Chen, Yunliang and Leask, Andrew and Abraham, David J. and Kennedy, Laura and Shi-Wen , Xu and Denton, Christopher P. and Black , Carol M. and Verjee, Liaquat Suleman and Eastwood, Mark (2011) Thrombospondin 1 is a key mediator of transforming growth factor ?-mediated cell contractility in systemic sclerosis via a mitogen-activated protein kinase kinase (MEK)/extracellular signal-regulated kinase (ERK)-dependent mechanism. Fibrogenesis and tissue repair, 4 (9). ISSN 1755-1536Full text not available from this repository.
Background The mechanism underlying the ability of fibroblasts to contract a collagen gel matrix is largely unknown. Fibroblasts from scarred (lesional) areas of patients with the fibrotic disease scleroderma show enhanced ability to contract collagen relative to healthy fibroblasts. Thrombospondin 1 (TSP1), an activator of latent transforming growth factor (TGF)?, is overexpressed by scleroderma fibroblasts. In this report we investigate whether activation of latent TGF? by TSP1 plays a key role in matrix contraction by normal and scleroderma fibroblasts. Methods We use the fibroblast populated collagen lattices (FPCL) model of matrix contraction to show that interfering with TSP1/TGF? binding and knockdown of TSP1 expression suppressed the contractile ability of normal and scleroderma fibroblasts basally and in response to TGF?. Previously, we have shown that ras/mitogen-activated protein kinase kinase (MEK)/extracellular signal-regulated kinase (ERK) mediates matrix contraction basally and in response to TGF?. Results During mechanical stimulation in the FPCL system, using a multistation tensioning-culture force monitor (mst-CFM), TSP1 expression and p-ERK activation in fibroblasts are enhanced. Inhibiting TSP1 activity reduced the elevated activation of MEK/ERK and expression of key fibrogenic proteins. TSP1 also blocked platelet-derived growth factor (PDGF)-induced contractile activity and MEK/ERK activation. Conclusions TSP1 is a key mediator of matrix contraction of normal and systemic sclerosis fibroblasts, via MEK/ERK.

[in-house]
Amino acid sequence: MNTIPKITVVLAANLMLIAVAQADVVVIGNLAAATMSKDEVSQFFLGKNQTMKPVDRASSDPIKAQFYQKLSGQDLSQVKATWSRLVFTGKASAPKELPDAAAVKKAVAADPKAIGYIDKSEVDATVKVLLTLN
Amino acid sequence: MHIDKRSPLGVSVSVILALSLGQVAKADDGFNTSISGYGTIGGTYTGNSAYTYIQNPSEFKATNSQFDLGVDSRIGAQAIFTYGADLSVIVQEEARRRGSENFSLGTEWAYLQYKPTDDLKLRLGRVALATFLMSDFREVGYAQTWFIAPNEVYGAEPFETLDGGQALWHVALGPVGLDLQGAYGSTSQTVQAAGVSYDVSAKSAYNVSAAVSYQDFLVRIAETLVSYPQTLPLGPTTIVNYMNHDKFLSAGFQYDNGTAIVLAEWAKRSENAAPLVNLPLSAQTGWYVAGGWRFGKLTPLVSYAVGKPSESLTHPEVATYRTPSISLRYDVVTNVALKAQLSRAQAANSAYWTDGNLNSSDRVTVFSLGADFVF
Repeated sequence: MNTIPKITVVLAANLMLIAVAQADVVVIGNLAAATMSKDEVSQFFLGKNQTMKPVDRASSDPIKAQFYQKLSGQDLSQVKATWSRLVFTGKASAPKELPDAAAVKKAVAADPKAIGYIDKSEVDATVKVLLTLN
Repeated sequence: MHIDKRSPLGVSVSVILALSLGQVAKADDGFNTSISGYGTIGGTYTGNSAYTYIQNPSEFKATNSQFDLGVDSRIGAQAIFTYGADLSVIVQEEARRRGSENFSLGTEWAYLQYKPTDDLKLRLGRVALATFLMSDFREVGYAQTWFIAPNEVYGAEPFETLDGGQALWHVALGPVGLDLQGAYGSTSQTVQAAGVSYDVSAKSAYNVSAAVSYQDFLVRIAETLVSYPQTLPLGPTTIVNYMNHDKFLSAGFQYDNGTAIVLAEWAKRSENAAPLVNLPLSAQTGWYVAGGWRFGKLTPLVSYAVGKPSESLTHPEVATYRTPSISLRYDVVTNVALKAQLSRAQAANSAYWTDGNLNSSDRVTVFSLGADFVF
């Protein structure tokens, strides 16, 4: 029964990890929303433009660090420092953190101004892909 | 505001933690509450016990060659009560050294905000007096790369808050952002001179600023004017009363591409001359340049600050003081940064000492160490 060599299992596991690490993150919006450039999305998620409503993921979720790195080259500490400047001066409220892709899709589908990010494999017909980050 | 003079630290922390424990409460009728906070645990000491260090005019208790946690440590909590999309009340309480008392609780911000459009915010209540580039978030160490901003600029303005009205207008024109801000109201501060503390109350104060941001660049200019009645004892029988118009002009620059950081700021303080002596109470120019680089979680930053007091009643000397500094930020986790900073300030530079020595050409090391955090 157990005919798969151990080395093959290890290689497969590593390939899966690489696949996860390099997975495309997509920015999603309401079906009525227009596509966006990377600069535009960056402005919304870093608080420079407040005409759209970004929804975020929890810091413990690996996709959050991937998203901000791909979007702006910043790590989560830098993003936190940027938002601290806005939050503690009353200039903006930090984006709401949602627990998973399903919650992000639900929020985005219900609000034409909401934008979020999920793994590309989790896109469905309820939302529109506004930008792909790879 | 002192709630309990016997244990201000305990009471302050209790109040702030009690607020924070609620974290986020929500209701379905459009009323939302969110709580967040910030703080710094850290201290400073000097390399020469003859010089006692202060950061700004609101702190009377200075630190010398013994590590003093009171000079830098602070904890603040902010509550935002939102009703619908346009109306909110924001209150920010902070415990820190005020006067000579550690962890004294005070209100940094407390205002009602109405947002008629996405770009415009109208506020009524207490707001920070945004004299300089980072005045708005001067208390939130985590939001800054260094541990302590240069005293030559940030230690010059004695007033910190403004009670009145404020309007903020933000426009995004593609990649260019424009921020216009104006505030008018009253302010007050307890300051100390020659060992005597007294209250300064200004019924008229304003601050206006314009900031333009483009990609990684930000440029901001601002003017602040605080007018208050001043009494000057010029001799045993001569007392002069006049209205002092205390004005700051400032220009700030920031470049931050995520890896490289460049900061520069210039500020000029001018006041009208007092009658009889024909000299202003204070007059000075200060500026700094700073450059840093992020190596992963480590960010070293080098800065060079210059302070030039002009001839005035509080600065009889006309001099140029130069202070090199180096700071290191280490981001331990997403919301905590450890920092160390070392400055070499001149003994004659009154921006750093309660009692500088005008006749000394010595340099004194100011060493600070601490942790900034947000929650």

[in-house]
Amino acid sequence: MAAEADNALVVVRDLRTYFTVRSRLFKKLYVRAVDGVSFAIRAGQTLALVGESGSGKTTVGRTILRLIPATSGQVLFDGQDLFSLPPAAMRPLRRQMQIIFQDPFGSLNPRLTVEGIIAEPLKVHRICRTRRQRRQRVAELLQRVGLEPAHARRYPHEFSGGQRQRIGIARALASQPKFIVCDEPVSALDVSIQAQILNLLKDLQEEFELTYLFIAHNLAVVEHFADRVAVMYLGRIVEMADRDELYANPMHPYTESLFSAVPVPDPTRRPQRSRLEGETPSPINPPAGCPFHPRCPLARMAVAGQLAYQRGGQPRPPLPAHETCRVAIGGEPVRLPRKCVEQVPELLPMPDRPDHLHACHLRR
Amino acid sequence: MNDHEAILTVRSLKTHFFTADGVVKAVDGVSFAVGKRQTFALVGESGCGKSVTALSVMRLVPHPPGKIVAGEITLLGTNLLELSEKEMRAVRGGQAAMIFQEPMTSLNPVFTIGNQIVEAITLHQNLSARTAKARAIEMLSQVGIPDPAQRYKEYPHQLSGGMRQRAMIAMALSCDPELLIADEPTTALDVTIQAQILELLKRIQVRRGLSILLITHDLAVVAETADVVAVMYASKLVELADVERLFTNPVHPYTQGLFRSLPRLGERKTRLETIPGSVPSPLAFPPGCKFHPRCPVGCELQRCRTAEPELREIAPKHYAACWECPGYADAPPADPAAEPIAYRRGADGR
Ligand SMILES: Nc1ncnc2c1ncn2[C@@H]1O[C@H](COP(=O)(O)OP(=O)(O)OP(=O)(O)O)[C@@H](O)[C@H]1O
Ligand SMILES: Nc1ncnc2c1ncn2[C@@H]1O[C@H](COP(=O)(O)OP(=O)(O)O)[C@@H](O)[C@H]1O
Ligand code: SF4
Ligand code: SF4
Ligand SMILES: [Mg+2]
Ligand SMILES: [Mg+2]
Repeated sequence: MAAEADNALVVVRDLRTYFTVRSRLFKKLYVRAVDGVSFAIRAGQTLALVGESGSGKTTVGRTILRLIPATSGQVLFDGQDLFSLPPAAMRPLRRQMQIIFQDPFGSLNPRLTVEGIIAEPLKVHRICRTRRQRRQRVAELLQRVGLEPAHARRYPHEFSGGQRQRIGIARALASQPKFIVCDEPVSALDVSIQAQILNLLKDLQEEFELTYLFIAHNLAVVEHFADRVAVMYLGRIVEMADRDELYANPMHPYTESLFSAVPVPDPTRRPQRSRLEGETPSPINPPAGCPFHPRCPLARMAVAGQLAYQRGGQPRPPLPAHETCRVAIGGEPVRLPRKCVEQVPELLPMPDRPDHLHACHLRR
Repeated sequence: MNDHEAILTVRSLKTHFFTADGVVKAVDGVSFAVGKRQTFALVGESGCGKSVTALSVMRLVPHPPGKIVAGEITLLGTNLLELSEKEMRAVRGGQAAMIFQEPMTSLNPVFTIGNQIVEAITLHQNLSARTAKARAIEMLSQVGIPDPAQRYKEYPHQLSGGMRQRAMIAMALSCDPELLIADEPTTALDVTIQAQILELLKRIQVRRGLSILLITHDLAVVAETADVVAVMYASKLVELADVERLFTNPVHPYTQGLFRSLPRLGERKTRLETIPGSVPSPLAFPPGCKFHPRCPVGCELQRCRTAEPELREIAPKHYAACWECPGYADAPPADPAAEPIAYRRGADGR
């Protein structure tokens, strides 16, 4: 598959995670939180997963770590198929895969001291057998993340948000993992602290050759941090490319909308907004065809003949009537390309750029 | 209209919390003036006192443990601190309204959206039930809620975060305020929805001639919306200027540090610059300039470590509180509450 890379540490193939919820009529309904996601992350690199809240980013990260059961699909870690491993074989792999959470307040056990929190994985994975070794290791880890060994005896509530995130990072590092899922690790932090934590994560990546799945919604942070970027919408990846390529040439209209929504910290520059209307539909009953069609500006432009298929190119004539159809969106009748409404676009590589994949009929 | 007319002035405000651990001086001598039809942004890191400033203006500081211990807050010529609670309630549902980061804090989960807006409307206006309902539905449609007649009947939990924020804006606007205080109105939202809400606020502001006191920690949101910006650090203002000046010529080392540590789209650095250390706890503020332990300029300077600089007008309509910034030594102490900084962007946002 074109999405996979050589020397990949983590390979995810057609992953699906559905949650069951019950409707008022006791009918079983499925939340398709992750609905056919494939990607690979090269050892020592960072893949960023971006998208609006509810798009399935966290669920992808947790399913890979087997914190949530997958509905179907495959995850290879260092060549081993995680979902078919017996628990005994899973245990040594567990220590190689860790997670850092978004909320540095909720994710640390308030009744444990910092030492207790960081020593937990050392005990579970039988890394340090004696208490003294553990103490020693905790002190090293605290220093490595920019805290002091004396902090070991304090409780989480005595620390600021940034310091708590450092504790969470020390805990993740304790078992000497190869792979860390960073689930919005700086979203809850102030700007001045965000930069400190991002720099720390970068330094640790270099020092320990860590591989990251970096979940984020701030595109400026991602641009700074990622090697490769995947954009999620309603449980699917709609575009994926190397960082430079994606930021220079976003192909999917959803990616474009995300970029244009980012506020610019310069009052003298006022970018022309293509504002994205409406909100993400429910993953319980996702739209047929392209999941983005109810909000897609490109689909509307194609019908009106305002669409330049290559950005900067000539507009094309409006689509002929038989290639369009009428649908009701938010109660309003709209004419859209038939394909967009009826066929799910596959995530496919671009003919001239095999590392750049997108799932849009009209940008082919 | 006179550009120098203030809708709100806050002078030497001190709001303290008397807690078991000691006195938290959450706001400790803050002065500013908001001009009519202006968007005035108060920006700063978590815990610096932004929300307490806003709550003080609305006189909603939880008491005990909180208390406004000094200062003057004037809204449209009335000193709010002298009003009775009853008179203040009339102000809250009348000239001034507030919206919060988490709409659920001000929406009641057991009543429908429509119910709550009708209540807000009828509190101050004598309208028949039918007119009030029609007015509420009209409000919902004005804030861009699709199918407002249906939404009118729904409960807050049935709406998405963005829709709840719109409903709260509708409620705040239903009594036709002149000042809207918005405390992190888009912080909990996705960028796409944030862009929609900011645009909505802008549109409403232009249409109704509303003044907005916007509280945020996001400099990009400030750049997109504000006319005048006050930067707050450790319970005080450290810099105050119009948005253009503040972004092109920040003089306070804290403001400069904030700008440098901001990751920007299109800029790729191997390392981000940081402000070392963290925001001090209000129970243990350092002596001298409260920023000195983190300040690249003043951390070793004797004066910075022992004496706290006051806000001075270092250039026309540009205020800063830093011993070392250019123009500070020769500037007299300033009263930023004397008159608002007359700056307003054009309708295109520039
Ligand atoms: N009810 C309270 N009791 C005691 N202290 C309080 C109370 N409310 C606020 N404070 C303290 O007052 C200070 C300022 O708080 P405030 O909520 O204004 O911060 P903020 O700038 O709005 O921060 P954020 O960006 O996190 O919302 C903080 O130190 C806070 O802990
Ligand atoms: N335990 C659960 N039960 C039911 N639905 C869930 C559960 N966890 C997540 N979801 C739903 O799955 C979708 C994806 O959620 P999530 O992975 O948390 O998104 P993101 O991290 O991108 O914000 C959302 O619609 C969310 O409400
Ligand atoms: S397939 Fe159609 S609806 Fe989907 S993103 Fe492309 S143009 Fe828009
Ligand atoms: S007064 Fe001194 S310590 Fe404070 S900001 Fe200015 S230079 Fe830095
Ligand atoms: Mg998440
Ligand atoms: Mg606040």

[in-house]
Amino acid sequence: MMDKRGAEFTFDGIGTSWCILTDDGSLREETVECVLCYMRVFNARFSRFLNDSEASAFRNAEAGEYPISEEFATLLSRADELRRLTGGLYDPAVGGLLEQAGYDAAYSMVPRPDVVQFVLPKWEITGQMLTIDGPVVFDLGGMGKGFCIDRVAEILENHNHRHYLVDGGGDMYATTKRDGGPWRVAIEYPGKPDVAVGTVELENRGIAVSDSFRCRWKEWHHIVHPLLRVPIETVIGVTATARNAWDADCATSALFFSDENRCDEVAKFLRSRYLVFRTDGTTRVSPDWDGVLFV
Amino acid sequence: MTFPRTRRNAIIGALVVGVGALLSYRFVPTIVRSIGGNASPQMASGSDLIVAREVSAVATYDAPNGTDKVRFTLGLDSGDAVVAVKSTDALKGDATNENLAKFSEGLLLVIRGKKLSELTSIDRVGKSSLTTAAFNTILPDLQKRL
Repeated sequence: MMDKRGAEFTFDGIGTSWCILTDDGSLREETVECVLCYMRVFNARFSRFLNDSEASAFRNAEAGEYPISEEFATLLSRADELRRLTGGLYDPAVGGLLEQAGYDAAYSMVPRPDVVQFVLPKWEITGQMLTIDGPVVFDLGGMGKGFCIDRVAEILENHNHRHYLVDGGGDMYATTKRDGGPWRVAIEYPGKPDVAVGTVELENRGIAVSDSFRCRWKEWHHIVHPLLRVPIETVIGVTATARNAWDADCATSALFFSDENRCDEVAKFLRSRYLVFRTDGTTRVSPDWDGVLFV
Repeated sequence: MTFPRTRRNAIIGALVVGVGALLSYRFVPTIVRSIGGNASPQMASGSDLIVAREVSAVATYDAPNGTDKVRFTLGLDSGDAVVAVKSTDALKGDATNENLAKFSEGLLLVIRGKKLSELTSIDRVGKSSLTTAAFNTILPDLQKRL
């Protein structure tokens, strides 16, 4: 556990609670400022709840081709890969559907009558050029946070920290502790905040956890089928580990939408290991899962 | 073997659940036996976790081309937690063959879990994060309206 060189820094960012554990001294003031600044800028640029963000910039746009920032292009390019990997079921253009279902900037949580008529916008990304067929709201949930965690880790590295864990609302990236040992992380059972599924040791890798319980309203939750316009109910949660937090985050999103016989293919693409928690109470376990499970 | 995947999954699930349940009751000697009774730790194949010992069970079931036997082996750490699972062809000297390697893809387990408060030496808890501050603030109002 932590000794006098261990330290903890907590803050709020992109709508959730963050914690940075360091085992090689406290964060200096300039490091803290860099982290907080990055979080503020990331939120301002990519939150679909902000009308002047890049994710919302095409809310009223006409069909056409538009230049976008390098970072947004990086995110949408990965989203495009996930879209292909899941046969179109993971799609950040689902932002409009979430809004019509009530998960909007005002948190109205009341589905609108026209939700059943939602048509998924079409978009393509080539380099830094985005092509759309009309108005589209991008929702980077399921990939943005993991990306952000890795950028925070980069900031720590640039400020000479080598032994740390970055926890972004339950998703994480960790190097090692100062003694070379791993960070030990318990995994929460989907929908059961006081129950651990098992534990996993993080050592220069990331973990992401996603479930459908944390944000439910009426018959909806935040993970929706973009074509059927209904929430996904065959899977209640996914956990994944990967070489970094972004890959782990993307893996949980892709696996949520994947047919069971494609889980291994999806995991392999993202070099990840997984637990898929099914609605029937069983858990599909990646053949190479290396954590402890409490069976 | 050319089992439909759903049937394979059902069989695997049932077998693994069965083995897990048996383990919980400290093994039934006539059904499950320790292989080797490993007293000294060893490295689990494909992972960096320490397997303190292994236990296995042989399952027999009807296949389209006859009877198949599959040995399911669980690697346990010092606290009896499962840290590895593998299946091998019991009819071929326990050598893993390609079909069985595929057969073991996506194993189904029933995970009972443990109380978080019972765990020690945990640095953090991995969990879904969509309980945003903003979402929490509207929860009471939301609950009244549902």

|Subjects:||University of Westminster > Science and Technology > Life Sciences, School of (No longer in use)|
|Depositing User:||Rachel Wheelhouse|
|Date Deposited:||23 Oct 2012 12:53|
|Last Modified:||23 Oct 2012 12:53|
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